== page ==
It is important, however, to understand the possible bearing such efforts may have on the purposes of sentencing, and the limited role of the Court in second-guessing the Government's decisions about cooperation. There are two distinct rationales for considering cooperation in sentencing. One rationale is strictly utilitarian; a critic might even find it coldly cynical. From this perspective, the purpose of reducing a cooperator's sentence is to benefit society by furthering law enforcement. Considerations of justice come into play only to the limited extent allowed by cases like Morgan and Brown under the mandatory Guidelines regime: the Government may not withhold the benefits of cooperation based on unconstitutional motivations such as racial prejudice, and it must fulfill its bargains in good faith. No matter how horrible an offender's crimes, how unlikely his prospect of rehabilitation, how dangerous he might be, an informer deserves a reward for the benefit conferred on society by his assistance in investigating and prosecuting wrongdoers. To the extent that a sentence reduction represents simply a price paid for a benefit conferred, it has little to do with the ordinary purposes of sentencing, and everything to do with a specific policy recognized by the Congress and the Sentencing Commission in 18 U.S.C. § 3553(e) and U.S.S.G. § 5K1.1. Law enforcement authorities are in the best position to assess whether that benefit was extensive enough to warrant a reward. Judges are ill-placed to assess whether a defendant's self-proclaimed "cooperation" was truthful, whether it was of any value, or whether law enforcement priorities otherwise justified a decision not to make use of the proffered services of the would-be cooperator. Since the purpose is to further law enforcement's effort to investigate and prosecute criminals, the executive branch, which has the responsibility and expertise for carrying out those goals, and not the judiciary, is in the best position to assess whether a reward for cooperation is in order.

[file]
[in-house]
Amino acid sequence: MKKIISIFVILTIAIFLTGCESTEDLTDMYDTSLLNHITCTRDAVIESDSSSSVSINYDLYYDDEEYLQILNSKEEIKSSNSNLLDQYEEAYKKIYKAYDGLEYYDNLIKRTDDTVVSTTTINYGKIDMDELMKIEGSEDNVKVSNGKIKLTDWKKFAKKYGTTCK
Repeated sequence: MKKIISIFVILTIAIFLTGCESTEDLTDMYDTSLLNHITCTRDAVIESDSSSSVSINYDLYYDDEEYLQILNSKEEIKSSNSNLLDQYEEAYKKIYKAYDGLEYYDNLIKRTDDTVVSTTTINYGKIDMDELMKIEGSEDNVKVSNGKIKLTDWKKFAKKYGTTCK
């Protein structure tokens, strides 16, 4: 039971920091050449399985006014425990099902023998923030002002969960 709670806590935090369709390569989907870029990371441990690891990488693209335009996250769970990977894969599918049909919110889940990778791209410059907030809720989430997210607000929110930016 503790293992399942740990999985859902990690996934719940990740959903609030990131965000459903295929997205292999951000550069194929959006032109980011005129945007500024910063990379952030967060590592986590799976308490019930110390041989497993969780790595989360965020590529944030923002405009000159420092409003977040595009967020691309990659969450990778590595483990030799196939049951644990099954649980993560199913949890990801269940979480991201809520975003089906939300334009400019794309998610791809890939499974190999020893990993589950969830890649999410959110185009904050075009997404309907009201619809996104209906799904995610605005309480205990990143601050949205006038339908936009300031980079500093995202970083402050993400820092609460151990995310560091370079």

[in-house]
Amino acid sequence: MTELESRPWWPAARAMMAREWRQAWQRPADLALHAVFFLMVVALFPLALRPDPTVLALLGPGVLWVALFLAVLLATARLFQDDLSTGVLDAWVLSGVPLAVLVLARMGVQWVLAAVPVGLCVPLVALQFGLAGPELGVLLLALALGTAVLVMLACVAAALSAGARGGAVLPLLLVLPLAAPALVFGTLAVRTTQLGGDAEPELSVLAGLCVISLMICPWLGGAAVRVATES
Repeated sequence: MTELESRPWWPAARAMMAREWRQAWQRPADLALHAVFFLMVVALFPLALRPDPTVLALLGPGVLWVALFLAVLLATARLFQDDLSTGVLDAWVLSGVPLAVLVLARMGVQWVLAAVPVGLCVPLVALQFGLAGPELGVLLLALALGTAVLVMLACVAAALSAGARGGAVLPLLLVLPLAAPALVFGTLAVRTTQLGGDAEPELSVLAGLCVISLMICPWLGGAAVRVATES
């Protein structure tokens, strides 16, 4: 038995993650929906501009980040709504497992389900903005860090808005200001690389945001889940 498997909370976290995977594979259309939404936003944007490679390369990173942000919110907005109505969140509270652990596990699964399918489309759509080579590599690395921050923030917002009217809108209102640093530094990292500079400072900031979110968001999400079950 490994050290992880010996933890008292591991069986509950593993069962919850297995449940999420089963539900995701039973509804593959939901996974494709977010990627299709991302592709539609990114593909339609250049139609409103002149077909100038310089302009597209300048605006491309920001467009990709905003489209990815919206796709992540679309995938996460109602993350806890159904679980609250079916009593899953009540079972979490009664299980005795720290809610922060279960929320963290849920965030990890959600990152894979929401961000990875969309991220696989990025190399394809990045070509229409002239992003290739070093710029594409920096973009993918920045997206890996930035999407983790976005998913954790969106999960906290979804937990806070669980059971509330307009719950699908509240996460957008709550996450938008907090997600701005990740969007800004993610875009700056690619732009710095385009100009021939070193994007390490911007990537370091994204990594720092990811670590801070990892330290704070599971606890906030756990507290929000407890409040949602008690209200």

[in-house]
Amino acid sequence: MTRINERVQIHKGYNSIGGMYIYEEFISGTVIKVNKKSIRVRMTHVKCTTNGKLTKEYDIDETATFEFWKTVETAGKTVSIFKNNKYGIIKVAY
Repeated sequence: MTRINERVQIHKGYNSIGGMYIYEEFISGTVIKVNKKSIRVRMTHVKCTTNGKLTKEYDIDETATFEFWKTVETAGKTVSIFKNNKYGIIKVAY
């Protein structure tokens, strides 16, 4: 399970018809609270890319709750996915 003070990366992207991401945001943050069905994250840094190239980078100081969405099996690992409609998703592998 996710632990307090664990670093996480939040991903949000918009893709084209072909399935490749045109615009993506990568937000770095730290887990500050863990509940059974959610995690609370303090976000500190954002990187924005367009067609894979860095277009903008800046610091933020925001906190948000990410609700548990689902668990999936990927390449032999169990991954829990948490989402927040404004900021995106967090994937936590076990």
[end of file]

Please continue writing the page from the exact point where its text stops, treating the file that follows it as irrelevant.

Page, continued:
The second reason for recognizing cooperation, however, fits more closely within the purposes of sentencing that must be taken into account under section § 3553(a). To the extent that a decision to cooperate with the authorities represents an expression of genuine remorse, and a decision to make amends to society and cut one's ties to the criminal underworld, it may indicate that the defendant's character is less incorrigible than it may have otherwise appeared, and that the need for protection of the public -- a critical goal of sentencing under § 3553(a)(2)(C) -- is to some extent reduced. If the effort to assist the authorities comes to nought, the defendant is not entitled to a reward, but even if his cooperation leads to no tangible benefit, it may still be relevant to an assessment of his character and his future dangerousness. That assessment is expressly the responsibility of the sentencing court under § 3553(a).